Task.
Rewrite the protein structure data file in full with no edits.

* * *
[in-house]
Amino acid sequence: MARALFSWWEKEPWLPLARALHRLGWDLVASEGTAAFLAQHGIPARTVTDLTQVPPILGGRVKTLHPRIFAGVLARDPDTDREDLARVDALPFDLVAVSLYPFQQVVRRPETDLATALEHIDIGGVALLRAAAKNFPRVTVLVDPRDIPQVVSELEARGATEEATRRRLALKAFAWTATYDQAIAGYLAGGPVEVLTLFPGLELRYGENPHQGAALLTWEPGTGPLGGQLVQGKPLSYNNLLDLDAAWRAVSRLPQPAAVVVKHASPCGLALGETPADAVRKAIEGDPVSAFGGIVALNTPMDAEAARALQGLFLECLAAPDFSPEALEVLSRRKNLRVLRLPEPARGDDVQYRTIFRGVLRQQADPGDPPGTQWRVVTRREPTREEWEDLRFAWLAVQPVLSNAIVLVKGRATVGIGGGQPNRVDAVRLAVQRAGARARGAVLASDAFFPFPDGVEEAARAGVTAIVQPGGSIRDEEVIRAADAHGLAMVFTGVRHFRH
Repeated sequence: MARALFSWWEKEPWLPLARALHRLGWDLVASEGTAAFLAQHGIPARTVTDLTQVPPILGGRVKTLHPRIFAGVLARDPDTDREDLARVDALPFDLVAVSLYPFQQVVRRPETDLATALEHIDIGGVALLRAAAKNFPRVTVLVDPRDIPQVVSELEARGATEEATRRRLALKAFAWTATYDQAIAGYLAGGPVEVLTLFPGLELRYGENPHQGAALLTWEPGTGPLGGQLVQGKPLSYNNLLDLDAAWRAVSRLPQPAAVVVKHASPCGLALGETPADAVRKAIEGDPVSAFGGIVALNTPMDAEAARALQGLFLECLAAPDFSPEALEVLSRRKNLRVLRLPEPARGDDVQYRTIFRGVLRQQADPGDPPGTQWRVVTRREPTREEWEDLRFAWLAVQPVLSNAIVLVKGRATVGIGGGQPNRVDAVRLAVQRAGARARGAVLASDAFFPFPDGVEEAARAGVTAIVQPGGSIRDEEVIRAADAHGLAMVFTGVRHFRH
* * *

[in-house]
Amino acid sequence: MARALFSWWEKEPWLPLARALHRLGWDLVASEGTAAFLAQHGIPARTVTDLTQVPPILGGRVKTLHPRIFAGVLARDPDTDREDLARVDALPFDLVAVSLYPFQQVVRRPETDLATALEHIDIGGVALLRAAAKNFPRVTVLVDPRDIPQVVSELEARGATEEATRRRLALKAFAWTATYDQAIAGYLAGGPVEVLTLFPGLELRYGENPHQGAALLTWEPGTGPLGGQLVQGKPLSYNNLLDLDAAWRAVSRLPQPAAVVVKHASPCGLALGETPADAVRKAIEGDPVSAFGGIVALNTPMDAEAARALQGLFLECLAAPDFSPEALEVLSRRKNLRVLRLPEPARGDDVQYRTIFRGVLRQQADPGDPPGTQWRVVTRREPTREEWEDLRFAWLAVQPVLSNAIVLVKGRATVGIGGGQPNRVDAVRLAVQRAGARARGAVLASDAFFPFPDGVEEAARAGVTAIVQPGGSIRDEEVIRAADAHGLAMVFTGVRHFRH
Repeated sequence: MARALFSWWEKEPWLPLARALHRLGWDLVASEGTAAFLAQHGIPARTVTDLTQVPPILGGRVKTLHPRIFAGVLARDPDTDREDLARVDALPFDLVAVSLYPFQQVVRRPETDLATALEHIDIGGVALLRAAAKNFPRVTVLVDPRDIPQVVSELEARGATEEATRRRLALKAFAWTATYDQAIAGYLAGGPVEVLTLFPGLELRYGENPHQGAALLTWEPGTGPLGGQLVQGKPLSYNNLLDLDAAWRAVSRLPQPAAVVVKHASPCGLALGETPADAVRKAIEGDPVSAFGGIVALNTPMDAEAARALQGLFLECLAAPDFSPEALEVLSRRKNLRVLRLPEPARGDDVQYRTIFRGVLRQQADPGDPPGTQWRVVTRREPTREEWEDLRFAWLAVQPVLSNAIVLVKGRATVGIGGGQPNRVDAVRLAVQRAGARARGAVLASDAFFPFPDGVEEAARAGVTAIVQPGGSIRDEEVIRAADAHGLAMVFTGVRHFRH